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The idea of ‘social distancing’ has been tough for some – but when it comes to warehouse work, it can be harder than expected.

Even the most spacious and well-laid-out warehouse can get a little cramped from time to time, and even if your team isn’t showing any symptoms of coronavirus, it can be hard to give everyone the breathing room they need to avoid infections.


One of the core causes of issues with social distancing in warehouses is the overall warehouse layout. In a lot of cases, warehouses tended to bring in more warehouse shelving as needed to help expand capacity, which necessitated a reduction in floor space. Even in warehouses where proper aisle widths and traffic patterns were planned for and observed, it can be tough for workers to space themselves out properly when trying to retrieve items.

The solution to this may be a little easier than you’re expecting. Instead of spending the time moving your shelves around and renovating your warehouse, better social distancing can be encouraged through inventory reorganization.


By placing an emphasis on your most popular items in specific areas and the rest of your inventory elsewhere, you can help avoid a large gathering of workers in one area, creating a vulnerability. Consider something like moving your fastest-selling or most in-demand items to wire shelving in an easily-accessible area, or reorganize your pallet racks to place a stronger focus on the items that are getting picked most often right now, which may or may not be items that were in demand before all of this went down.


From there, the less-popular inventory can be moved elsewhere. Free up space by moving them to the storage racks in the back, or even up onto a mezzanine when possible, to make sure there’s no commingling between the workers headed for the popular items and anyone picking the less-essential goods.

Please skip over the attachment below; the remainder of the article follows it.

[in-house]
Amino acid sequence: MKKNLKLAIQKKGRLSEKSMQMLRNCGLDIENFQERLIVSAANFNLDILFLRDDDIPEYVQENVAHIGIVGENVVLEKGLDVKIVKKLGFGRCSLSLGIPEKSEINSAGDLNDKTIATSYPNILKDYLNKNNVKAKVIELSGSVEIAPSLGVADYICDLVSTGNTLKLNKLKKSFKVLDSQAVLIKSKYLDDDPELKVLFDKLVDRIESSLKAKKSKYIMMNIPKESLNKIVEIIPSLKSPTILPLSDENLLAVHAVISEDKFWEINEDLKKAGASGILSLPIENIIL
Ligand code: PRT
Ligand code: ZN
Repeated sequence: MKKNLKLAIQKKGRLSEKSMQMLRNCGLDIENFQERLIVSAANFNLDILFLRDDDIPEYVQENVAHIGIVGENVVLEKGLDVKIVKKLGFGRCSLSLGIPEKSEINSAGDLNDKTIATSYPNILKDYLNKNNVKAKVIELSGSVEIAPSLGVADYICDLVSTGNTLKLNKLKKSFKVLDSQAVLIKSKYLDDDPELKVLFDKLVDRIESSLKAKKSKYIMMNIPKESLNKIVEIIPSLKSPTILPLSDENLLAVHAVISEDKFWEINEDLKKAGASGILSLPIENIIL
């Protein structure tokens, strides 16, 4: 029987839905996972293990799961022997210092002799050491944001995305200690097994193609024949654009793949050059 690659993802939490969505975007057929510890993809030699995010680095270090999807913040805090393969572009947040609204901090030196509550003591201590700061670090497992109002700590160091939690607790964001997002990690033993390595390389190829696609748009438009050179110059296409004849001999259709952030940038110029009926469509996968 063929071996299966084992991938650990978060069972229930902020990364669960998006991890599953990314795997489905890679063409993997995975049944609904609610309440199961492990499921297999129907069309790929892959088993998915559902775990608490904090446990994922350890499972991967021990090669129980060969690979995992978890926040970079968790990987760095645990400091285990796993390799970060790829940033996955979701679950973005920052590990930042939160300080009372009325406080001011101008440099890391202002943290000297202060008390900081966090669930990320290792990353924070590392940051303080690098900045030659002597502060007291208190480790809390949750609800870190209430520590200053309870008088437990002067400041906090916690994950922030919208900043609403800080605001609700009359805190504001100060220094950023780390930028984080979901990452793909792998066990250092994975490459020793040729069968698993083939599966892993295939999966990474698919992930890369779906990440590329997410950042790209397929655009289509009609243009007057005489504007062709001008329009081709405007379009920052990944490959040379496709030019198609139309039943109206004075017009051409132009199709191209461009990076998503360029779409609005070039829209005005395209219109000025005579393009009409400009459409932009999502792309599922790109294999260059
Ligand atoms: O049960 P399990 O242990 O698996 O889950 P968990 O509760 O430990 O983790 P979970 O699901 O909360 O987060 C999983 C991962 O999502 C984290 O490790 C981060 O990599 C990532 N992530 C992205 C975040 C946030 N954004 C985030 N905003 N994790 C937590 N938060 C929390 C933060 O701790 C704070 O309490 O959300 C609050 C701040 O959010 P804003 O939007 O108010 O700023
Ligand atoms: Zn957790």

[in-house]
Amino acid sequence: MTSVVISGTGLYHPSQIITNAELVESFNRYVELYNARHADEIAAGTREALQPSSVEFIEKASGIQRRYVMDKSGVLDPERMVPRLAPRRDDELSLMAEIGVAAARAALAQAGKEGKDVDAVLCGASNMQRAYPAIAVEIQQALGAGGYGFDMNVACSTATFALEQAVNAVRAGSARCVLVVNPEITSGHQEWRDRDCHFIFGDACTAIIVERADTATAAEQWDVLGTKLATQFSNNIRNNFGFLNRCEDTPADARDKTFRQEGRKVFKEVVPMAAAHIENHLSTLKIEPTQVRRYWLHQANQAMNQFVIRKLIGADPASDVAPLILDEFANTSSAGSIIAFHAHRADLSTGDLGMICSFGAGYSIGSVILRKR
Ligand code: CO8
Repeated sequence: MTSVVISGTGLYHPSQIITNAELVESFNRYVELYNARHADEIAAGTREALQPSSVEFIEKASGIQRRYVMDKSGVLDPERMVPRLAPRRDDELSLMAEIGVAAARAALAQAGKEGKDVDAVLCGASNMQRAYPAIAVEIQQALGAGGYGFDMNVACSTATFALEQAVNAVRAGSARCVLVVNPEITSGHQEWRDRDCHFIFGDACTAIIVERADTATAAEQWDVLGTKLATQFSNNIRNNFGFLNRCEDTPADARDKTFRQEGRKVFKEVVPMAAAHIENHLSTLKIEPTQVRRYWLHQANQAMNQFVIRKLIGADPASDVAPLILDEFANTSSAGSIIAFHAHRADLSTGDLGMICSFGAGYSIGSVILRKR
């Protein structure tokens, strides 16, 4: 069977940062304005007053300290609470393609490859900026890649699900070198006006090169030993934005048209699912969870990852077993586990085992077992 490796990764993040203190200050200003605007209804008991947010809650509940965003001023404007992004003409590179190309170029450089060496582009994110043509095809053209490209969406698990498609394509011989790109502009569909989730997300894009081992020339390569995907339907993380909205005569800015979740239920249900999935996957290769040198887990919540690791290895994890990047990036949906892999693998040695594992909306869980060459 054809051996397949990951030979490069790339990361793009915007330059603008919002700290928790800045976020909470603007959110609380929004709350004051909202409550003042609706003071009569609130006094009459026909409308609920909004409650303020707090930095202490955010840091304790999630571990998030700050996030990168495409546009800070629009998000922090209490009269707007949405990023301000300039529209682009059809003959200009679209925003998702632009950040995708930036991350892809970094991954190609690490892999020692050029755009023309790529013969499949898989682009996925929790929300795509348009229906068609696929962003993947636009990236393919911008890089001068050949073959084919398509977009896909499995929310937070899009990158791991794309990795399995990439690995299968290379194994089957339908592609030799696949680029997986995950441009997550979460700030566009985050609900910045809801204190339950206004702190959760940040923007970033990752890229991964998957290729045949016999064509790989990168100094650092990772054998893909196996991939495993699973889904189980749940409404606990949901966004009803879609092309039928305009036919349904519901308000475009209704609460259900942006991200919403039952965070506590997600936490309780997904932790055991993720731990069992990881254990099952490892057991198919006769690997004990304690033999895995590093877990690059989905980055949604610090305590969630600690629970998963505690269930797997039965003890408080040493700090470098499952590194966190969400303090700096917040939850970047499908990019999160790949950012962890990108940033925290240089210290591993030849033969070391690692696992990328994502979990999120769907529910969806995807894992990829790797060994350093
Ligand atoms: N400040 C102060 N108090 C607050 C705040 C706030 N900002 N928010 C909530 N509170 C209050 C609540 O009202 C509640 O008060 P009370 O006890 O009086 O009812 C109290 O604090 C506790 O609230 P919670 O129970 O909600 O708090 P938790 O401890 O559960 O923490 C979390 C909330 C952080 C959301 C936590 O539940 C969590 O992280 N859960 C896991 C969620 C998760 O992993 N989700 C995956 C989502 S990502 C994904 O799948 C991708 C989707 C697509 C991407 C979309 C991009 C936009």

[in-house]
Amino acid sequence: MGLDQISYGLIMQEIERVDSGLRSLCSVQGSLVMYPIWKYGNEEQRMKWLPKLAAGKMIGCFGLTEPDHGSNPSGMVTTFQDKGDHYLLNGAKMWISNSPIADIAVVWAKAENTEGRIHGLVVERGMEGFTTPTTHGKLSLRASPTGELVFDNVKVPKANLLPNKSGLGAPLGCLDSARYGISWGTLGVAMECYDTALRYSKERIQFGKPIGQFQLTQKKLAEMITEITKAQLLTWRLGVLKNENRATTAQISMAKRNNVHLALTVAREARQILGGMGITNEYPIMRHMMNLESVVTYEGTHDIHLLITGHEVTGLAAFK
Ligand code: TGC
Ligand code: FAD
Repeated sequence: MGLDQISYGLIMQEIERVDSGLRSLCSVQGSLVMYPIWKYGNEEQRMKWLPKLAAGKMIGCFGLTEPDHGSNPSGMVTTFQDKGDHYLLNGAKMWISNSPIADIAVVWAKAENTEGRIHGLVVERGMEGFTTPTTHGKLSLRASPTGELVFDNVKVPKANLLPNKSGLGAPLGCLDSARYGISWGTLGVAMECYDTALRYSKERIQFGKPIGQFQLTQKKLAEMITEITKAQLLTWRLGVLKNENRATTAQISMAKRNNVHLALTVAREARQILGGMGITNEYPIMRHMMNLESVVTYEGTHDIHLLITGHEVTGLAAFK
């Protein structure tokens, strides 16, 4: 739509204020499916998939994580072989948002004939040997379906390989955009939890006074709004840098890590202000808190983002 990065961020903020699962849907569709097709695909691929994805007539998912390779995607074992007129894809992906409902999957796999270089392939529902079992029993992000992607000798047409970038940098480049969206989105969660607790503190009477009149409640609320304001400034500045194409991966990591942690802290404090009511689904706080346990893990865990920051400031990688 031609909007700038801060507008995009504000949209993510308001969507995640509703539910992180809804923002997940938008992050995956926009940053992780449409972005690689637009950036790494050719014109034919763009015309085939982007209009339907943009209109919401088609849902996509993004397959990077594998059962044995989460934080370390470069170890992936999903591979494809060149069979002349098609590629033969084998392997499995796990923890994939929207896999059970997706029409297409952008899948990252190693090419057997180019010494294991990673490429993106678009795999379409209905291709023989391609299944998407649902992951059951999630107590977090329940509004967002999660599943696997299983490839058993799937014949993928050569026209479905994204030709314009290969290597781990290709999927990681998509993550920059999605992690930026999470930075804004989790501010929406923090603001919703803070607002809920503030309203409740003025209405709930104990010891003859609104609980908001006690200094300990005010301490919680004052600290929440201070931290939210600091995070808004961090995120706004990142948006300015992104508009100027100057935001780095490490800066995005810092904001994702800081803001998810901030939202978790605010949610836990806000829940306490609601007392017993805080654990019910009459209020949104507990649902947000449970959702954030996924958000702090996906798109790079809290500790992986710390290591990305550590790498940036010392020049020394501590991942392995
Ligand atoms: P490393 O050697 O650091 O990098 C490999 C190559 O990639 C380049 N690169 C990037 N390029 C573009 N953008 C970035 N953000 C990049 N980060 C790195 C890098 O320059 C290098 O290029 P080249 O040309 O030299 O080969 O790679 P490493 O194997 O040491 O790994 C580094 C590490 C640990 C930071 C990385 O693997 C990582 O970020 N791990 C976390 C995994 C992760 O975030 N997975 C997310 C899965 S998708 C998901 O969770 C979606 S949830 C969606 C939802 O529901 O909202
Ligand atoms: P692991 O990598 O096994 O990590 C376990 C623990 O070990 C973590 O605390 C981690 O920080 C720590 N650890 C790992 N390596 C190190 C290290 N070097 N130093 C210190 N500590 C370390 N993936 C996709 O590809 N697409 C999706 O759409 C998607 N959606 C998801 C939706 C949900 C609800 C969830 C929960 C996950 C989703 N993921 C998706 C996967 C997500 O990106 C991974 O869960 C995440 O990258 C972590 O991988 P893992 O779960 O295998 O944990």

The problem isn’t totally solved yet, though. Even if your workers have less travel time while getting their needed items, you’ll still need to make sure their travel schedules are adjusted to prevent too many workers on the floor at once. As orders come in and items are marked for pickup, make sure to adjust the amount of items each worker is sent out to retrieve to not keep anyone on the floor too long, decreasing their risk of coming into contact with other workers.


Similarly, a close eye should be kept on how many workers are picking items at once. Try to establish a FIFO rule for your picking staff – set a maximum amount of workers on the floor, and when you hit that limit, wait until someone comes back before sending out any more staff.


And, of course, don’t let anyone get within six feet of each other, and make sure everyone has masks.

It may take a while, but we’ll all get through this together with a little careful thought and planning.

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